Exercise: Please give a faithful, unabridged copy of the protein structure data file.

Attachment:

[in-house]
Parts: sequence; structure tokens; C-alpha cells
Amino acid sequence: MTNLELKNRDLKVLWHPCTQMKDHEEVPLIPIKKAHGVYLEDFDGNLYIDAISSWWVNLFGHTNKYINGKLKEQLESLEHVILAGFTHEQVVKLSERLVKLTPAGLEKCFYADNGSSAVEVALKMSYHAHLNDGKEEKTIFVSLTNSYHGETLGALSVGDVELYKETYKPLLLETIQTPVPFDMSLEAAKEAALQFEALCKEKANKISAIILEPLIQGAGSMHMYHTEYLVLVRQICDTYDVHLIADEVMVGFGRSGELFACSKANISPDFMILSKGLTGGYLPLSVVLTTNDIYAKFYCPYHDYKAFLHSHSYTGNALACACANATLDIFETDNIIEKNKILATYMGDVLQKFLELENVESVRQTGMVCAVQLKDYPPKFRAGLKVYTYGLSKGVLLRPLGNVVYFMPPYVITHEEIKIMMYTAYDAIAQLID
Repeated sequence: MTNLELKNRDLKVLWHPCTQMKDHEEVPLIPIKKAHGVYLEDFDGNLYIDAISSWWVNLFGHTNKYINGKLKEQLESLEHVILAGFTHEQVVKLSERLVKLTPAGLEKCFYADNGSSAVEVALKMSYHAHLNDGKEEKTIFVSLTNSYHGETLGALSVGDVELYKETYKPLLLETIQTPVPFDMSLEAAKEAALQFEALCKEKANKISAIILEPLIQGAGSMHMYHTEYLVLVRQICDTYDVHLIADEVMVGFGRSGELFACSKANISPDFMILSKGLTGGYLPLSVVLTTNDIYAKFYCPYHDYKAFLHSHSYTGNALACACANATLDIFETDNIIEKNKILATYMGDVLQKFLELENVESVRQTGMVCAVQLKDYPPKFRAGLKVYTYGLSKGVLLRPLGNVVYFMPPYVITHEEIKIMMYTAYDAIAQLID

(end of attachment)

[in-house]
Parts: sequence; structure tokens; C-alpha cells
Amino acid sequence: MTNLELKNRDLKVLWHPCTQMKDHEEVPLIPIKKAHGVYLEDFDGNLYIDAISSWWVNLFGHTNKYINGKLKEQLESLEHVILAGFTHEQVVKLSERLVKLTPAGLEKCFYADNGSSAVEVALKMSYHAHLNDGKEEKTIFVSLTNSYHGETLGALSVGDVELYKETYKPLLLETIQTPVPFDMSLEAAKEAALQFEALCKEKANKISAIILEPLIQGAGSMHMYHTEYLVLVRQICDTYDVHLIADEVMVGFGRSGELFACSKANISPDFMILSKGLTGGYLPLSVVLTTNDIYAKFYCPYHDYKAFLHSHSYTGNALACACANATLDIFETDNIIEKNKILATYMGDVLQKFLELENVESVRQTGMVCAVQLKDYPPKFRAGLKVYTYGLSKGVLLRPLGNVVYFMPPYVITHEEIKIMMYTAYDAIAQLID
Repeated sequence: MTNLELKNRDLKVLWHPCTQMKDHEEVPLIPIKKAHGVYLEDFDGNLYIDAISSWWVNLFGHTNKYINGKLKEQLESLEHVILAGFTHEQVVKLSERLVKLTPAGLEKCFYADNGSSAVEVALKMSYHAHLNDGKEEKTIFVSLTNSYHGETLGALSVGDVELYKETYKPLLLETIQTPVPFDMSLEAAKEAALQFEALCKEKANKISAIILEPLIQGAGSMHMYHTEYLVLVRQICDTYDVHLIADEVMVGFGRSGELFACSKANISPDFMILSKGLTGGYLPLSVVLTTNDIYAKFYCPYHDYKAFLHSHSYTGNALACACANATLDIFETDNIIEKNKILATYMGDVLQKFLELENVESVRQTGMVCAVQLKDYPPKFRAGLKVYTYGLSKGVLLRPLGNVVYFMPPYVITHEEIKIMMYTAYDAIAQLID